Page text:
Contact angle measurements are carried out using 5 μl water as the polar liquid. The untreated silk fabric has rich hydroxyl, carboxyl, and amine groups on its surface which exhibit a hydrophilic nature. The contact angles and wet-out time results are listed in Table 2.

Operating power (W)Exposure time (min)Wet-out time (s)Contact angle (°)
0 (Untreated)44
1007>3600134
10015>3600135
1507>3600140

Table 2.

Contact angle and wet-out time of silk fabrics coated by HMDSO.

When a thin layer of HMDSO is coated on the surface of the fabric, the fabric becomes hydrophobic due to the presence of (Si▬CH3)3 rocking, Si▬O▬Si, and Si▬CH3. Figure 5 shows a 5 μl water droplet on the silk fabric. It is seen that there is a drastic increase in the surface contact angle from 0° to 140° for untreated and HMDSO-coated silk fabric. Table 2 represents the contact angle of HMDSO-coated samples for an exposure time of 7 min with the effect of discharge power 100 W (b) and 150 W (d), respectively. It is evident from the contact angle that more deposition is observed in samples treated with 150 W and its contact angle is 140°. From the above discussion, it shows that lower treatment time (7 min) and higher discharge power (150 W) result in more deposition on the fabric. However, there are no significant changes in the wet-out time of all HMDSO-coated fabrics.

Figure 5.

Static water contact angles of (a) uncoated, (b) 100 W_7 min, (c) 100 W_15 min, (d) 150 W_7 min.

2.4.4. Self-cleaning ability test

Water repellency spray tester of AATCC Test method 22-2005 is modified to test the self-cleaning ability [47]. Figure 6 shows the experimental setup of the self-cleaning ability of the fabric. Graphite powder is spread on the HMDSO-coated fabrics. The fabric is tilted and placed at the center of the tester on a 45°-angle slope, and by using the syringe, water drop is allowed to fall on the fabric surface from a distance of 150 mm. The water droplets easily roll off along with contaminated surface and remove contamination from the fabric.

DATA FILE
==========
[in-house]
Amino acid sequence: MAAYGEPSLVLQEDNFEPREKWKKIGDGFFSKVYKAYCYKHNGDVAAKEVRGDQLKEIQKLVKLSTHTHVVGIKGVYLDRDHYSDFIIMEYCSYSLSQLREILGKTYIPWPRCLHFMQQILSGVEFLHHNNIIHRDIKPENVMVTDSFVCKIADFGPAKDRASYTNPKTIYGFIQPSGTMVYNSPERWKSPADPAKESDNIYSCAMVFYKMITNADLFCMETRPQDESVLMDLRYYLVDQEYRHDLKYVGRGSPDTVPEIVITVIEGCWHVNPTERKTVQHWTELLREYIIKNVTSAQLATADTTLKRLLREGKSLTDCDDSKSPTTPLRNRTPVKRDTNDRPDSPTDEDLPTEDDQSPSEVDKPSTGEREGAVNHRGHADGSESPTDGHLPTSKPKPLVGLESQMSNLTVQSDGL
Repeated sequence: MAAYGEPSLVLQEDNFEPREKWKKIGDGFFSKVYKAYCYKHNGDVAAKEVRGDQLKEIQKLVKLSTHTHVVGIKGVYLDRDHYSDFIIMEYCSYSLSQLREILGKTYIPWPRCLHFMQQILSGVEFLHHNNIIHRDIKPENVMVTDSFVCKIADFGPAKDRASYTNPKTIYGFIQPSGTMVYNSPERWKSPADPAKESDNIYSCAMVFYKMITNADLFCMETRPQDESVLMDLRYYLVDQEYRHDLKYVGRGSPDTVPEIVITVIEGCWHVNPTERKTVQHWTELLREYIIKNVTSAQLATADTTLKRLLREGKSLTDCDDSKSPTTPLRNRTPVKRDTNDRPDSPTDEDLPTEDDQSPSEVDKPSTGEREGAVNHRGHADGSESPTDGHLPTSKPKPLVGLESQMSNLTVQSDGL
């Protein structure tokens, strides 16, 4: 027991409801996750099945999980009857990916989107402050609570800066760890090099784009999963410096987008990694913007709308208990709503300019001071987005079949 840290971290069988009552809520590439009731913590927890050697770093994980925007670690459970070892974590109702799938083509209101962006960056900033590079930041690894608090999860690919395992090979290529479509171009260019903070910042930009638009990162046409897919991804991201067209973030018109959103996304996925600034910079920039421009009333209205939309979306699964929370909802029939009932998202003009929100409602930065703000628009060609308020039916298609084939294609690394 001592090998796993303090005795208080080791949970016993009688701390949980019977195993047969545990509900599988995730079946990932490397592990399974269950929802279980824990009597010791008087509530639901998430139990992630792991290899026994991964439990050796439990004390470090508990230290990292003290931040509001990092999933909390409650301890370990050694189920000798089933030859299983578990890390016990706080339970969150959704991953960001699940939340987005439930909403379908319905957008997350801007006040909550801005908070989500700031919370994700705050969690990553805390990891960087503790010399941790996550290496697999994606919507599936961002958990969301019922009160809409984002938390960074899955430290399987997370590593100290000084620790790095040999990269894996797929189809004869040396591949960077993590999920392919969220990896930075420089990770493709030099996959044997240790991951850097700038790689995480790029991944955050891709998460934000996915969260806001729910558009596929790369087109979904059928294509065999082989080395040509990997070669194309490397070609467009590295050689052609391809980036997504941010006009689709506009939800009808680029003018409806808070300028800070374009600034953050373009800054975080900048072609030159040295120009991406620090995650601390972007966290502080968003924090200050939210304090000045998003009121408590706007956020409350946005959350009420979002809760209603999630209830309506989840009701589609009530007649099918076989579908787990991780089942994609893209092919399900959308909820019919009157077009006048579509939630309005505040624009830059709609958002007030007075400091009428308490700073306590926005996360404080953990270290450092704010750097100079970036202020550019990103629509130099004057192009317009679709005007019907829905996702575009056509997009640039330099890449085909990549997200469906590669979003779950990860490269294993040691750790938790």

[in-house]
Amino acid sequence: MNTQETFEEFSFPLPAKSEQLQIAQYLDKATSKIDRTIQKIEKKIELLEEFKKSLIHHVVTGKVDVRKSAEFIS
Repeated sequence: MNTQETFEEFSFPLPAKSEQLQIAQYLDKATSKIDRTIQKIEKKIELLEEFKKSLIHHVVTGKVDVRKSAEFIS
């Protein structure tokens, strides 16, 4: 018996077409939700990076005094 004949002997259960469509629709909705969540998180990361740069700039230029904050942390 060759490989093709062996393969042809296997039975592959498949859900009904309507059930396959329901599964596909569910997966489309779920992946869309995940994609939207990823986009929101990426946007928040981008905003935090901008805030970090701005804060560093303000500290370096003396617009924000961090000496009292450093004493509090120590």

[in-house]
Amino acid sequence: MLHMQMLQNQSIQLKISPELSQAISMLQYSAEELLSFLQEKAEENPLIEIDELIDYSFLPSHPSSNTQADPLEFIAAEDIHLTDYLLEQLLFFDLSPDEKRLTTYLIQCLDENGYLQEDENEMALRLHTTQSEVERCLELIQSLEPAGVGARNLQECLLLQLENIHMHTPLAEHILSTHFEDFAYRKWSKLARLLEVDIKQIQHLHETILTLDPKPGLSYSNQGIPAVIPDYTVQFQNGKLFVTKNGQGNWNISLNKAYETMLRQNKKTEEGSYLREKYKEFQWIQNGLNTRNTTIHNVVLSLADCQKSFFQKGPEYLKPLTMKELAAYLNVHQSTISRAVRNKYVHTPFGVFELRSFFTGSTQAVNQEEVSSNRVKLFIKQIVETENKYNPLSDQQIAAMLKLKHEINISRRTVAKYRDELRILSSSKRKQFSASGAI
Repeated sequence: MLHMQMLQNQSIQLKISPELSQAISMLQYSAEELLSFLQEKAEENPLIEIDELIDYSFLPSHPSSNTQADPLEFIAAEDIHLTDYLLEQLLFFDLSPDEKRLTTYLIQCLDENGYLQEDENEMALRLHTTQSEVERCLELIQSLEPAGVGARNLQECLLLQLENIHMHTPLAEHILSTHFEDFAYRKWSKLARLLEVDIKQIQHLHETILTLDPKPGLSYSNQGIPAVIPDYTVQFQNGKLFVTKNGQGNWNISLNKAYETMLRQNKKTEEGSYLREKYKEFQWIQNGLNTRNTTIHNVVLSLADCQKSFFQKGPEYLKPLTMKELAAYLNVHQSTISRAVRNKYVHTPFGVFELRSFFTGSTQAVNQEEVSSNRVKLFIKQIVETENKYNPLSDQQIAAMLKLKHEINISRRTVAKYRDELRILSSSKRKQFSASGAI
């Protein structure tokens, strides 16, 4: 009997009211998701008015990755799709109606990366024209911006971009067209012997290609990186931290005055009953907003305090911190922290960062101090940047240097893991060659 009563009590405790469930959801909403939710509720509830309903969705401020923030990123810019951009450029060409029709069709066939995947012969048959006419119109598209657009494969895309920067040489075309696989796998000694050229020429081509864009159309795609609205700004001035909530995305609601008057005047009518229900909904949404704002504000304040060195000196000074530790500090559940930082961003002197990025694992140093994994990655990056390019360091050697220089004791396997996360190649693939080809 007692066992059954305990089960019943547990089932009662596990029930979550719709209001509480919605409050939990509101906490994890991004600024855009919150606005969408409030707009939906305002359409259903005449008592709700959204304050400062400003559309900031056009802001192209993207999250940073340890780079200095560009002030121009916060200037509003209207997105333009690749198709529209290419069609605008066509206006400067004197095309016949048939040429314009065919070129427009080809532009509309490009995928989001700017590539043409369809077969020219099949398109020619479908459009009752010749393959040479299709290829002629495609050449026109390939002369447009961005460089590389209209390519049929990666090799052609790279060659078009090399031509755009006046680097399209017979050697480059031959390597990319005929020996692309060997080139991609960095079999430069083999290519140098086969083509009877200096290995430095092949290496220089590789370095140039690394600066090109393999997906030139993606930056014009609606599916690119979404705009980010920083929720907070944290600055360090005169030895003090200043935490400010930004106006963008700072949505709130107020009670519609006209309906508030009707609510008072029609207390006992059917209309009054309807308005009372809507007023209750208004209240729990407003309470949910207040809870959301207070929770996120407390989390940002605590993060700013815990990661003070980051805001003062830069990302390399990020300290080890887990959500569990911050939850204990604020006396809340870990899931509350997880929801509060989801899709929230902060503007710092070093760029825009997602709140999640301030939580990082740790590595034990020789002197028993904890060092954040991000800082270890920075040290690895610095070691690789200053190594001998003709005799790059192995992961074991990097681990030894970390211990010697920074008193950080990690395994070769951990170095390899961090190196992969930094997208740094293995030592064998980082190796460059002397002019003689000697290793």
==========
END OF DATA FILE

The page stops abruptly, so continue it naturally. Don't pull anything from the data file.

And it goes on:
Figure 6.

Experimental setup of the self-cleaning test.

2.4.5. Home laundering and aging effect

To investigate the durability of HMDSO-coated silk fabric, the fabrics are washed with detergents. After detergent washing, there is a slight decrease in the contact angle, which will not affect the hydrophobic properties of the fabric. The aging effect of HMDSO-coated fabrics reveals that there are no significant visual changes in the wettability of silk fabrics after 100 days of deposition of the coating, which suggests good durability of the treatment. Figure 7a shows the common stains like ink, tea, milk, turmeric, and orange juice tested on the surface of both fabrics. In HMDSO-coated fabrics, all the stains are bedded like ball droplet. In the case of untreated fabric, it’s fully observed and stains the silk fabrics. Figure 7b shows an aging effect after 100 days, the ink droplet on the fabric bedded on the surface of the fabric.

Figure 7.

Photograph of stain with different kinds of liquids on the uncoated and HMDSO-coated fabric after 100 days.

3. Conclusion

The enhancement of hydrophobicity of the silk fabric has been achieved by deposition of pure HMDSO using plasma-enhanced chemical vapor deposition technique. The hydrophobic property has a great potential in the textile industry for stain-free fabrics. It is evident from the contact angle that more deposition is observed for a shorter exposure time along with higher discharge power (150 W) and its contact angle is 140°. Functional groups of HMDSO coating have been confirmed by ATR-FTIR spectroscopy; SEM images show the altered surface morphology of PP-HMDSO-coated silk fabric. Contact angle measurements reveal that the surface of silk fabric becomes more hydrophobic after deposition of PP-HMDSO. Coated fabrics are capable of repelling most aqueous liquids and dirt particles.

Acknowledgments

Authors are thankful to Plasma Science Society of India (PSSI) for providing financial support under PSSI fellowship and also thankful to the FCIPT for providing experimental facilities to carry out the research work.

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Bornali Sarma (May 2nd 2019). Hydrophobic Surface Modification of Silk Fabric Using Plasma-Polymerized HMDSO [Online First], IntechOpen, DOI: 10.5772/intechopen.80304. Available from: